Cup drivers are for changing Texas but leery about making it another Atlanta


FORT WORTH, Texas — Some Cup drivers are concerned that a reconfigured Texas Motor Speedway could create racing similar to Atlanta, adding another type of superspeedway race to the NASCAR calendar.

While Texas officials have not stated publicly any plans to make changes, some competitors feel Sunday’s playoff race (3:30 p.m. ET on USA Network) could be the final event on this track’s current layout. 

With the All-Star Race moving from Texas to North Wilkesboro next year, Texas Motor Speedway’s lone Cup race will take place Sept. 24, 2023. That could provide time for any alterations. Work on changing Atlanta began in July 2021 and was completed by December 2021. 

Reigning Cup champion Kyle Larson said work needs to be done to Texas Motor Speedway.

“I would like them to demolish this place first and then start over from scratch,” Larson said Saturday. “For one, they did a very poor job with the reconfiguration, initial reconfiguration. 

“I would like to see them change it from a mile-and-a-half to something shorter. I don’t know if that means bringing the backstretch in or whatever. 

“If I could build a track, it’d be probably a three-quarter mile Bristol basically, pavement and progressive banking. But I don’t know if that’s even possible here. I’m not sure what they have in mind, but anything would be better than what they did.”

Former Cup champion Joey Logano worries about another superspeedway race with such events at Daytona, Talladega and now Atlanta. 

“Do we need more superspeedways?” Logano asked Saturday. “Is that the type of racing fans want to see? Because when you look at the way that people have finished up front in these superspeedways lately, (they) are the ones that are riding around in the back. 

“Do you believe that you should be rewarded for not working? Because that’s what they’re doing. They’re riding around in the back not working, not going up there to put a good race on. They’re riding around in the back and capitalizing on other people’s misfortune for racing up front trying to win. I don’t think it’s right. That’s not racing. I can’t get behind that.”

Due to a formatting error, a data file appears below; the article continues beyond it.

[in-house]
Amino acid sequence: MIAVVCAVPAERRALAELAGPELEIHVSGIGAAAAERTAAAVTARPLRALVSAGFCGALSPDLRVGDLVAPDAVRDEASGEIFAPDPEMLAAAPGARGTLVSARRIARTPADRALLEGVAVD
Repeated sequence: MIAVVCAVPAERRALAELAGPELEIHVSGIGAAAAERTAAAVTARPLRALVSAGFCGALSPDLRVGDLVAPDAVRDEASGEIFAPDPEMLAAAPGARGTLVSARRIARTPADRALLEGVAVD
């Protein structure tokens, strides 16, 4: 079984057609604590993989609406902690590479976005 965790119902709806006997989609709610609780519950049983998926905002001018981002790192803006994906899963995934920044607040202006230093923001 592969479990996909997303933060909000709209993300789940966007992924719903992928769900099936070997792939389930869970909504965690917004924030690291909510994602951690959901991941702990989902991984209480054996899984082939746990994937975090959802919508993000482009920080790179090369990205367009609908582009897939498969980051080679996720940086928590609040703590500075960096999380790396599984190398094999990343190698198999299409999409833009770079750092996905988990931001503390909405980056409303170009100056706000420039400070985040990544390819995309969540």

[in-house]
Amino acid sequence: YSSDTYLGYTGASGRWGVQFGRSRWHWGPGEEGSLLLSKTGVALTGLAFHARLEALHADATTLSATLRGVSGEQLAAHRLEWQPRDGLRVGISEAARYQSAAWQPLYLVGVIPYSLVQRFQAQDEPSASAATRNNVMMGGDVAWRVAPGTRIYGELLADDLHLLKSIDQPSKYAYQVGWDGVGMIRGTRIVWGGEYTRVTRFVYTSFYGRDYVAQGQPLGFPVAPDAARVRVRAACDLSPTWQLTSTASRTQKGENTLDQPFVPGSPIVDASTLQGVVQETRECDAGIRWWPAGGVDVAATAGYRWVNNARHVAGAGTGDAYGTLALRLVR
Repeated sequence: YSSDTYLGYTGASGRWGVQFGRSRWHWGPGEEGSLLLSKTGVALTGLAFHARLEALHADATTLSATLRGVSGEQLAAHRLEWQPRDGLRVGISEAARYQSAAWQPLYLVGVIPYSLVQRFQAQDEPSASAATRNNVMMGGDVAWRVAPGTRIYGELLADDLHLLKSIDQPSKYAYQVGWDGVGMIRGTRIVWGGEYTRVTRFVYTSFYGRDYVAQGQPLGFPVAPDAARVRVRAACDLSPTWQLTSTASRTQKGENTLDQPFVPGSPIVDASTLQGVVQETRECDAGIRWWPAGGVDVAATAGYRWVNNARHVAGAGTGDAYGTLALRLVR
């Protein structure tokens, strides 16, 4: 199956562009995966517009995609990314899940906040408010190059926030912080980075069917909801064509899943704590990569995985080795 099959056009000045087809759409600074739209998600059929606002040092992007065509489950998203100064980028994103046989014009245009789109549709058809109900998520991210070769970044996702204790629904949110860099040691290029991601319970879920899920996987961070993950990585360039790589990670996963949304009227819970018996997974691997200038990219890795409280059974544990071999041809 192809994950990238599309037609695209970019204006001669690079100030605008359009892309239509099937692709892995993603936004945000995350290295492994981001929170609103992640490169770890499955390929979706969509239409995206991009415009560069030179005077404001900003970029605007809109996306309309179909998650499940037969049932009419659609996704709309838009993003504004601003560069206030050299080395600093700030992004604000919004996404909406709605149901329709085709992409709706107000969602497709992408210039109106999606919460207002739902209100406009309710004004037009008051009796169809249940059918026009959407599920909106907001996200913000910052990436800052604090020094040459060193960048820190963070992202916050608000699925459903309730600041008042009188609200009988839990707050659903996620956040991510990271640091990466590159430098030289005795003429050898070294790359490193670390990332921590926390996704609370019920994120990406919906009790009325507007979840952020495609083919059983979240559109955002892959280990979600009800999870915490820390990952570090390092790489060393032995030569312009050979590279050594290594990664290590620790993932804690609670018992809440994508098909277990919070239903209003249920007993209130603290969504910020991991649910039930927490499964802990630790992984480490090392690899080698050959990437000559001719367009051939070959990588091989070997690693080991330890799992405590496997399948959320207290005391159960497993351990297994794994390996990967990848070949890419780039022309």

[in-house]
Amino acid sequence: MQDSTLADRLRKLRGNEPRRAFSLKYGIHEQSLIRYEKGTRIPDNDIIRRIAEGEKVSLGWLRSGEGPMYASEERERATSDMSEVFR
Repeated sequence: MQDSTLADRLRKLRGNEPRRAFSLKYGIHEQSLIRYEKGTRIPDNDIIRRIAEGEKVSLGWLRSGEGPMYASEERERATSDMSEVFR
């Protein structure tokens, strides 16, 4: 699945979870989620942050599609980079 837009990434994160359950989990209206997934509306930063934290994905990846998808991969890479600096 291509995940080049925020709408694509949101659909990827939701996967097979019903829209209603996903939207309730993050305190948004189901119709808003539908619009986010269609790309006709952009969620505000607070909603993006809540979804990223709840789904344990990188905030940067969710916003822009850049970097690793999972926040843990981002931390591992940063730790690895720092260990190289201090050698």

Logano said he wants to have more control in how he finishes, particularly in a playoff race. 

“I want to be at tracks where I can make a difference, where my team can make a difference, and we’re not at the mercy of a wreck that happened in front of us that we couldn’t do anything about,” he said.

Discussions of changing the track follow complaints about how tough it is to pass at this 1.5-mile speedway.

“Once you get to the top, it’s almost like the bottom (lane) is very, very weak,” Daniel Suarez said.

Suarez has mixed feelings about the idea of turning Texas into another Atlanta-style race.

“Atlanta was a very good racetrack, and then they turned it into a superspeedway and it’s a lot of fun,” Suarez said. “I see it as a hybrid. I don’t think we need another racetrack like that, but it’s not my decision to make. Whatever they throw out at us, I’m going to try to be the best I can be.”

Suarez hopes that Texas can be like what it once was.

“Maybe with some work, we can get this race track to what it used to be, a very wide race track, running the bottom, running the middle, running the top,” he said.  

“As a race car driver, that’s what you want. You want that ability to run around and to show your skills. In superspeedways … everyone is bumping, everyone is pushing, and you can not show your skills as much.”

Chase Briscoe would be OK with a change to Texas, but he wants it to be more like a track other than Atlanta.

“If we’re really going to change and completely start from scratch, I would love another Homestead-type racetrack,” Briscoe said. “The problem is any time you build a new race track, it’s not going to be slick and worn out for a while. It’s trying to figure out what’s best to maximize those first couple of years to get it good by the end.